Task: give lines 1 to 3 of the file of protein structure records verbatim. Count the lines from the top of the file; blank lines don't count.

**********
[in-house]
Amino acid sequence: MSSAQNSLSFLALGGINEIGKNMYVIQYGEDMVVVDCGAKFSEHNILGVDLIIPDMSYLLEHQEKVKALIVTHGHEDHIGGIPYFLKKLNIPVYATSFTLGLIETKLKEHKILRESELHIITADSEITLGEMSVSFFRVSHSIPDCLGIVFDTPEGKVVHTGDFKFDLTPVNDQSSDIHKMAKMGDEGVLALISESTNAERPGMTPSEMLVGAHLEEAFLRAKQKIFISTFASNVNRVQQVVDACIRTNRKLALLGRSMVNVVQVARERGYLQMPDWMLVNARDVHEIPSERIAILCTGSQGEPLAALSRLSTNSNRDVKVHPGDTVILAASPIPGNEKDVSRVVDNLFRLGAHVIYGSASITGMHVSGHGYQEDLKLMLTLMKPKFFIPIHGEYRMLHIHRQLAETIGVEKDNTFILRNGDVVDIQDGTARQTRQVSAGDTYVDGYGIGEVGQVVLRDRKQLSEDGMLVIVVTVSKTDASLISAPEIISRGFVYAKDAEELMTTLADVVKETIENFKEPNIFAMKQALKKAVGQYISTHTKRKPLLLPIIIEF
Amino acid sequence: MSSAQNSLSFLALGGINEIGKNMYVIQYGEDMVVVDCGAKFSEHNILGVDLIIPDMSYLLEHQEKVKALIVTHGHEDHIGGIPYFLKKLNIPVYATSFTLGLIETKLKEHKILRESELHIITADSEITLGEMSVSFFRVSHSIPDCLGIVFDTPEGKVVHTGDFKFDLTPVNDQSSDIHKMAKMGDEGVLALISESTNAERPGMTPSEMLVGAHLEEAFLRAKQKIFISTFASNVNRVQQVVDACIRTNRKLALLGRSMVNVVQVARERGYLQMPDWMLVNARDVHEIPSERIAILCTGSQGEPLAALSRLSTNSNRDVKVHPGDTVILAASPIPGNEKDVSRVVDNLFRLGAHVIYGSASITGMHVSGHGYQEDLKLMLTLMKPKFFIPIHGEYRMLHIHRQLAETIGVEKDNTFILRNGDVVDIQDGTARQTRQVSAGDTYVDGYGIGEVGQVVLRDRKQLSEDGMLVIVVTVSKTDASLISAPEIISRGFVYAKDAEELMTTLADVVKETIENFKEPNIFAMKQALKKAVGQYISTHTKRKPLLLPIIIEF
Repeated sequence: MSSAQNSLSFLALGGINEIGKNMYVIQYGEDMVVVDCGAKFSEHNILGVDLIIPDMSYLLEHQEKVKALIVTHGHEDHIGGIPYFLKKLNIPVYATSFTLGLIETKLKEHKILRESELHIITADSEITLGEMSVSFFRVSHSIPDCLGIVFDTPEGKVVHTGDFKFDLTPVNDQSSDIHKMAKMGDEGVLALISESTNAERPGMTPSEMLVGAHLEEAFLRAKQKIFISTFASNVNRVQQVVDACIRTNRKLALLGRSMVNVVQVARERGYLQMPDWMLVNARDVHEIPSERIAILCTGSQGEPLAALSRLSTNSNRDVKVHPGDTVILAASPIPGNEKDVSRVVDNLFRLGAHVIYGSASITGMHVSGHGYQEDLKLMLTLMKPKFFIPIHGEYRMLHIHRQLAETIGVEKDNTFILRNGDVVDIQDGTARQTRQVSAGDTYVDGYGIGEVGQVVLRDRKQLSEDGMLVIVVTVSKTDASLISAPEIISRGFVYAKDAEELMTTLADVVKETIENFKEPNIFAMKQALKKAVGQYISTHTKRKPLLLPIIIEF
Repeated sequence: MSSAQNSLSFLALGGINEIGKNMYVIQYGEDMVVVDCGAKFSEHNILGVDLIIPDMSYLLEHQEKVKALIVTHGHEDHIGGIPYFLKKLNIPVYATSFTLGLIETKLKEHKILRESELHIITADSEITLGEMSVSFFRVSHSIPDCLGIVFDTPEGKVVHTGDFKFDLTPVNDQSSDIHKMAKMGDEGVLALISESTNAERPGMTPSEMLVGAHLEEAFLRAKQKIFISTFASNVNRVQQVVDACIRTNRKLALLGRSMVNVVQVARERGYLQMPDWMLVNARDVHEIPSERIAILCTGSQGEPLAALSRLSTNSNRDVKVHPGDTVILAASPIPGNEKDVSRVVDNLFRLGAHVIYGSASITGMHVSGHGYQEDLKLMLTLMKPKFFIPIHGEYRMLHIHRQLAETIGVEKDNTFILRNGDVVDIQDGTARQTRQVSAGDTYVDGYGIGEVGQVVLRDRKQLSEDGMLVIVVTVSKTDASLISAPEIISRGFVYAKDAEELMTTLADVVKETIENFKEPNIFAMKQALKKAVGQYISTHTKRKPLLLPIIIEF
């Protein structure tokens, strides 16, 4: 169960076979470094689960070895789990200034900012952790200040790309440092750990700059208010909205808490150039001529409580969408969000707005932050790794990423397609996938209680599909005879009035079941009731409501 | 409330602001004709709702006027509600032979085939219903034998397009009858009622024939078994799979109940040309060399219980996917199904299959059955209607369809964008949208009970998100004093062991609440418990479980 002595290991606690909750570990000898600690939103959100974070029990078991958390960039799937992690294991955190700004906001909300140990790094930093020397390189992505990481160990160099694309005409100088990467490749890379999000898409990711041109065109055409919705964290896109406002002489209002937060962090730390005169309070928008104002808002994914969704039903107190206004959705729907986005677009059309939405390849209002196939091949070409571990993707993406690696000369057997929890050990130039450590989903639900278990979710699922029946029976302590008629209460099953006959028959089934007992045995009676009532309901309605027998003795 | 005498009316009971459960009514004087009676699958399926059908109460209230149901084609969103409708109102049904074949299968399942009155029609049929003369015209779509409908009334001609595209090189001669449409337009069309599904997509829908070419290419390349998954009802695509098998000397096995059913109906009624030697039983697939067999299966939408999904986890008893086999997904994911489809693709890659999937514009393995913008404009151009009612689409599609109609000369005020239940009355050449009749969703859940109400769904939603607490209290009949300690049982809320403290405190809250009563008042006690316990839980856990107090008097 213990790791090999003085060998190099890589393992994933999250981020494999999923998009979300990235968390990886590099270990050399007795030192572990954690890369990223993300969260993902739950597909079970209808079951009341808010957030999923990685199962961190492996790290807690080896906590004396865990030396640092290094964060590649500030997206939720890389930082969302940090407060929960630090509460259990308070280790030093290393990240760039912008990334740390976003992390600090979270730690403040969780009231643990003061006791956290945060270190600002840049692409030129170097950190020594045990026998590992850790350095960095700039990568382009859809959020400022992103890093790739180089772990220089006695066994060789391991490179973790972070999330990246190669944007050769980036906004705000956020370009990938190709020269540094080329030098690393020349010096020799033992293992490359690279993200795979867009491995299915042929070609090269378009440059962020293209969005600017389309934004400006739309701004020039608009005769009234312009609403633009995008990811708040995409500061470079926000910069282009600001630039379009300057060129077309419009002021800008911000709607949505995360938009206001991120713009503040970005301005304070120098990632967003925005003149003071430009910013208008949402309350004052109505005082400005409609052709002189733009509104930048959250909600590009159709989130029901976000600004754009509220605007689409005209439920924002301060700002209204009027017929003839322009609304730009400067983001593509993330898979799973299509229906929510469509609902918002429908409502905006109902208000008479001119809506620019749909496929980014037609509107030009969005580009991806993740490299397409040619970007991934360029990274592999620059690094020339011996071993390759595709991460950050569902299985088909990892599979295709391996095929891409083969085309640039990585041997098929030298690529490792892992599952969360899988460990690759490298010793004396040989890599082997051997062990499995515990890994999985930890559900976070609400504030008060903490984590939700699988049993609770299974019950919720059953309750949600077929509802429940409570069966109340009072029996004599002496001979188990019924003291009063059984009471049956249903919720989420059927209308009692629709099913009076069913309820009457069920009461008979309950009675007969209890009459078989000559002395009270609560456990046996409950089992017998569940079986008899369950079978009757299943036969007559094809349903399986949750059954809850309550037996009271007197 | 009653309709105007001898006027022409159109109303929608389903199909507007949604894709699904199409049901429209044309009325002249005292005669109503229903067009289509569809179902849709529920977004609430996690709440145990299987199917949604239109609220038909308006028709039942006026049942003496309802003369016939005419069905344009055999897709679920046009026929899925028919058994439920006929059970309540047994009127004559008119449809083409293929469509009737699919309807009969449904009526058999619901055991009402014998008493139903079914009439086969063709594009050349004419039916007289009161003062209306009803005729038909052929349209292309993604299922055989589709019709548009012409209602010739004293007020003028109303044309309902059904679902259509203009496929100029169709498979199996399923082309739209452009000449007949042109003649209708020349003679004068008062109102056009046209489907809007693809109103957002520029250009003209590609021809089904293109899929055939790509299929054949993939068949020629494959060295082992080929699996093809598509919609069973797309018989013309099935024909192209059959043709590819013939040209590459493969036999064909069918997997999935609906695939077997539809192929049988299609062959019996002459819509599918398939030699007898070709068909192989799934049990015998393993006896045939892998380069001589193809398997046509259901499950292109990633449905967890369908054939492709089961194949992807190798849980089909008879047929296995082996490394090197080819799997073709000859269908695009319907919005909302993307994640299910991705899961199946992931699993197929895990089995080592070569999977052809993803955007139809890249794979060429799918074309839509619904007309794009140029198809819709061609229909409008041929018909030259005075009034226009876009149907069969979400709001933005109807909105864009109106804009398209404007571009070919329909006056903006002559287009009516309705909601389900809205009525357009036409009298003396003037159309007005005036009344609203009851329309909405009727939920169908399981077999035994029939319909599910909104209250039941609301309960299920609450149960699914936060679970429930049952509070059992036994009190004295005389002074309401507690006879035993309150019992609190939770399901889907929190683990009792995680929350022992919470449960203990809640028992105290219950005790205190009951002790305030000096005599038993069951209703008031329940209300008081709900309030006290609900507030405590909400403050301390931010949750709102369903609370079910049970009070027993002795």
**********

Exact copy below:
[in-house]
Amino acid sequence: MSSAQNSLSFLALGGINEIGKNMYVIQYGEDMVVVDCGAKFSEHNILGVDLIIPDMSYLLEHQEKVKALIVTHGHEDHIGGIPYFLKKLNIPVYATSFTLGLIETKLKEHKILRESELHIITADSEITLGEMSVSFFRVSHSIPDCLGIVFDTPEGKVVHTGDFKFDLTPVNDQSSDIHKMAKMGDEGVLALISESTNAERPGMTPSEMLVGAHLEEAFLRAKQKIFISTFASNVNRVQQVVDACIRTNRKLALLGRSMVNVVQVARERGYLQMPDWMLVNARDVHEIPSERIAILCTGSQGEPLAALSRLSTNSNRDVKVHPGDTVILAASPIPGNEKDVSRVVDNLFRLGAHVIYGSASITGMHVSGHGYQEDLKLMLTLMKPKFFIPIHGEYRMLHIHRQLAETIGVEKDNTFILRNGDVVDIQDGTARQTRQVSAGDTYVDGYGIGEVGQVVLRDRKQLSEDGMLVIVVTVSKTDASLISAPEIISRGFVYAKDAEELMTTLADVVKETIENFKEPNIFAMKQALKKAVGQYISTHTKRKPLLLPIIIEF
Amino acid sequence: MSSAQNSLSFLALGGINEIGKNMYVIQYGEDMVVVDCGAKFSEHNILGVDLIIPDMSYLLEHQEKVKALIVTHGHEDHIGGIPYFLKKLNIPVYATSFTLGLIETKLKEHKILRESELHIITADSEITLGEMSVSFFRVSHSIPDCLGIVFDTPEGKVVHTGDFKFDLTPVNDQSSDIHKMAKMGDEGVLALISESTNAERPGMTPSEMLVGAHLEEAFLRAKQKIFISTFASNVNRVQQVVDACIRTNRKLALLGRSMVNVVQVARERGYLQMPDWMLVNARDVHEIPSERIAILCTGSQGEPLAALSRLSTNSNRDVKVHPGDTVILAASPIPGNEKDVSRVVDNLFRLGAHVIYGSASITGMHVSGHGYQEDLKLMLTLMKPKFFIPIHGEYRMLHIHRQLAETIGVEKDNTFILRNGDVVDIQDGTARQTRQVSAGDTYVDGYGIGEVGQVVLRDRKQLSEDGMLVIVVTVSKTDASLISAPEIISRGFVYAKDAEELMTTLADVVKETIENFKEPNIFAMKQALKKAVGQYISTHTKRKPLLLPIIIEF